Serve them for game day food, serve them for party appetizers, or just make them for yourself to Netflix and chill with. Beer Cheese and Soft Pretzels were made for each other! It’s a match made in heaven.
Below is the recipe card for the Beer Cheese Dip recipe, and right below that you’ll find the perfect soft pretzel recipe to go with it, if you choose to make them.
make it ahead
Yes, you can make beer cheese ahead of time! In fact, in my opinion its better the next day. Store it covered, in an air tight container for up to one week.
to reheat beer cheese on the stove
To reheat it on the stove just put it in a small sauce pan, cover the pan with a lid, and leave it on low, stirring occasionally until smooth and melted. If it’s necessary, add another splash of milk. But don’t forget the low and slow technique with the cheese. It still applies even after the cheese has been made.
to reheat beer cheese in the microwave
To reheat it in the microwave, just heat it (in it’s container if it’s microwave safe) in 60 second intervals at 40% power (because, low heat) stirring between each interval until completely smooth and melted again.Print
Smooth, velvety, perfectly dip-able pub style beer cheese dip is ooey, gooey and totally cheesy and is best served with soft baked pretzels!
- 2 tbsp butter
- 1/2 red bell pepper (diced, optional)
- 2 cloves garlic (minced, optional)
- 1/2 onion (minced, optional)
- 1/2 tsp onion powder
- 1/2 tsp garlic powder
- pinch cayenne pepper (to taste)
- 1 tbsp dried parsley
- 3 oz cream cheese
- 8 oz medium cheddar cheese (shredded off the block)
- 4 oz sharp cheddar cheese (shredded off the block)
- 1 cup beer (pale wheat ale is best, like Blue Moon or a Hefeweisen )
- If opting to use the fresh bell pepper, onion and garlic (totally optional) dice and mince them up first.
- In a small sauce pan on medium high heat, add butter, diced bell pepper, minced garlic and onion, onion and garlic powders, cayenne, and dried parsley. Saute 4-5 minutes until veggies are soft and seasonings are fragrant.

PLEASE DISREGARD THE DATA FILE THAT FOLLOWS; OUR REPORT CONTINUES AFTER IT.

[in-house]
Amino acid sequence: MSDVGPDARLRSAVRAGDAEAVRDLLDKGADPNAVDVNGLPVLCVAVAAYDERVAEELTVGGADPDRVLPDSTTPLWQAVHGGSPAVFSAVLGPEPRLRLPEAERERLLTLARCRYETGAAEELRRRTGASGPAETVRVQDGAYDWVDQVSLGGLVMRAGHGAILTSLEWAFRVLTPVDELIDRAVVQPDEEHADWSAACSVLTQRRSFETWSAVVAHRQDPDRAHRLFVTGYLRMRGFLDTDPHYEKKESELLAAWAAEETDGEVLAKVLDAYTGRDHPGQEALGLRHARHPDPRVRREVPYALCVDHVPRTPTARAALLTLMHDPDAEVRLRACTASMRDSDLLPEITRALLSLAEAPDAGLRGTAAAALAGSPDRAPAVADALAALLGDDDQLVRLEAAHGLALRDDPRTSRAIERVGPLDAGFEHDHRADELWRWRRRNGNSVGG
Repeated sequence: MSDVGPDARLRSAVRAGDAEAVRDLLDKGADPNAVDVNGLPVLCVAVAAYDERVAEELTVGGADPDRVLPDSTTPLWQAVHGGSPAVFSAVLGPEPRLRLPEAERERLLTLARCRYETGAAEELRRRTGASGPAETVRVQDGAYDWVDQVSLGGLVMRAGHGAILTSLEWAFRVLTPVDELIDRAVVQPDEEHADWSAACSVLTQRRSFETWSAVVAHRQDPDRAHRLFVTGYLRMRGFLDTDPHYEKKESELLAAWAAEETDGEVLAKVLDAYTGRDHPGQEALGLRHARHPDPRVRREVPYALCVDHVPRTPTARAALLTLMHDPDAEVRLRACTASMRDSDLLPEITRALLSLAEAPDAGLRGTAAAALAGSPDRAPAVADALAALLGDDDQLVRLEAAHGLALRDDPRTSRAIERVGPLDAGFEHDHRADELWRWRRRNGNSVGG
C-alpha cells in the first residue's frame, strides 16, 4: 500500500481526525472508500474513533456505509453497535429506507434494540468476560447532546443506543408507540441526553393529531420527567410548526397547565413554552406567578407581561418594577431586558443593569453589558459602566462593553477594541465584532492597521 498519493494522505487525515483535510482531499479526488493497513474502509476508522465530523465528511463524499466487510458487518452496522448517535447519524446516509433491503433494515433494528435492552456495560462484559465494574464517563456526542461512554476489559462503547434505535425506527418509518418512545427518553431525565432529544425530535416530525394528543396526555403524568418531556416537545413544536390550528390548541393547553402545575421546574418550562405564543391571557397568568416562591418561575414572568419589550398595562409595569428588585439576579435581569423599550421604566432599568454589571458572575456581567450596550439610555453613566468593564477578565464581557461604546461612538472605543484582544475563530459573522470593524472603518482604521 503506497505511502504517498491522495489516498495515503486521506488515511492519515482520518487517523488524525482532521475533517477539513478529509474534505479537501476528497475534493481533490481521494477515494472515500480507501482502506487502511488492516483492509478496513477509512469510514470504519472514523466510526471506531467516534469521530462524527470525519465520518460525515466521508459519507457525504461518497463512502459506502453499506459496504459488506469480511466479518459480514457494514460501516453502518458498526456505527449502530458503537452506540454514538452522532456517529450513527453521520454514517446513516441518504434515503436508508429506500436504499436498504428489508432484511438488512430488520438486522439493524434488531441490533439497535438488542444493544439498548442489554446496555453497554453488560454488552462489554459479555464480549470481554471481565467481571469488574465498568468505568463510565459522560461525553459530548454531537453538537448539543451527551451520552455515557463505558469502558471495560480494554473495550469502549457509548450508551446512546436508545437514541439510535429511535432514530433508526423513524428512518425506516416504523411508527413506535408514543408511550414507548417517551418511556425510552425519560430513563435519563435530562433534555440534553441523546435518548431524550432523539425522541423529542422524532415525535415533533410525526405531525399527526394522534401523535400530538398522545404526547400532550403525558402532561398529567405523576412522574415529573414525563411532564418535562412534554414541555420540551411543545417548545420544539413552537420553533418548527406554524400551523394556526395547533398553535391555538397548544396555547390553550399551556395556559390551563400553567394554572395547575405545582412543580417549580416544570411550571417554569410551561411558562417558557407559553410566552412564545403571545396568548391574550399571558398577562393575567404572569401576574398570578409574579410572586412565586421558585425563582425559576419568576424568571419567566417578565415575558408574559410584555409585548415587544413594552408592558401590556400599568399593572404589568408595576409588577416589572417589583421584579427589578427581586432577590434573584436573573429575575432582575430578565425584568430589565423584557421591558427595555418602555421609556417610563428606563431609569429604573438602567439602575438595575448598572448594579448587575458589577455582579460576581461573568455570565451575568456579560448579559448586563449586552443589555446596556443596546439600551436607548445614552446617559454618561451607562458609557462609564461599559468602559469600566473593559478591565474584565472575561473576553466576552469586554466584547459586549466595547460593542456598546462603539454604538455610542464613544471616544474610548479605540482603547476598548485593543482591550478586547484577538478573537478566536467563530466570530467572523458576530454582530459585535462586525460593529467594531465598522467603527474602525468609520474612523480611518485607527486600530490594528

- Leaving heat on medium high, pour in the beer. Simmer and reduce for 3-4 minutes.
- Reduce heat to low. Add in the cream cheese, in pieces.
- Stir on low, until combined.
- Shred the cheddar cheese directly off the block (do not use pre-shredded cheese) and add to pot. Stir on low until completely smooth and melted; about 10-15 minutes.
- Serve warm, with soft pretzels. Store in airtight container for up to one week.
(Hint: it’s better the next day!) To reheat the beer cheese:
Either on the stove top, on low, covered, stirring occasionally. Do not crank up the heat past low, medium low at the highest.
Or, in the microwave, at 40% power for one minute intervals, stirring in between until loosened, creamy and warm again.
making the soft pretzels to go with the beer cheese:
Combine 2 1/2 cups flour, 1 1/2 teaspoons salt, 2 teaspoons sugar, and 2 1/2 teaspoons yeast. Add 1 cup warm water and combine into a smooth dough ball. Do this either by using the dough hook on a standing mixer, in a food processor, or by hand with a spoon and bowl (and a lot of oomph!). The dough will look very sticky at first, but as it continues to be kneaded and mixed, it should begin to pull away from bowl and form a smooth ball. Flour measuring can be tricky, so if you feel that the dough is just too wet, go ahead and add one more tablespoon. It should be on the very soft side though. Place in a butter greased bowl and cover. Let rise 40-60 minutes until doubled in size.
Now, for the pretzel-izing solution. Heat 2 cups of water to boiling. This can be done in the microwave or on the stove top, but use a container that has some room at the top for when the baking soda gets stirred in. Stir in 1/4 cup of baking soda. Be careful, because it will foam up, like it’s going to “boil over.” It’ll settle right away, just give it a stir and dissolve it in.
Divide into 6 equal portions, roll into 12 inch long strands. Form each into a pretzel shape by first creating a ‘u’ curve, twisting the two strands over the ‘u’, then pulling the ends down over the bottom of the ‘u’. Lie all of the formed pretzels in a shallow dish.
Pour the baking soda and hot water bath over them, spooning the warm liquid over the tops. This is what will give the pretzels a nice, dark golden pretzel look. Leave them sit for only 2 to 3 minutes in the water and baking soda bath, and then transfer them to a parchment paper lined baking sheet. (If you don’t have parchment paper, just use your most non-stick baking sheet.) You can do this with a spatula or your fingers. It may feel like the pretzels will stretch too much and break, but they won’t. Move quickly and they’ll keep their shape just fine. Sprinkle with coarse salt.
Bake at 475 degrees for 20 minutes, until golden brown. Remove them from the oven and immediately brush with melted butter. Serve warm, pull apart, and dip into lots of hot, melty beer cheese.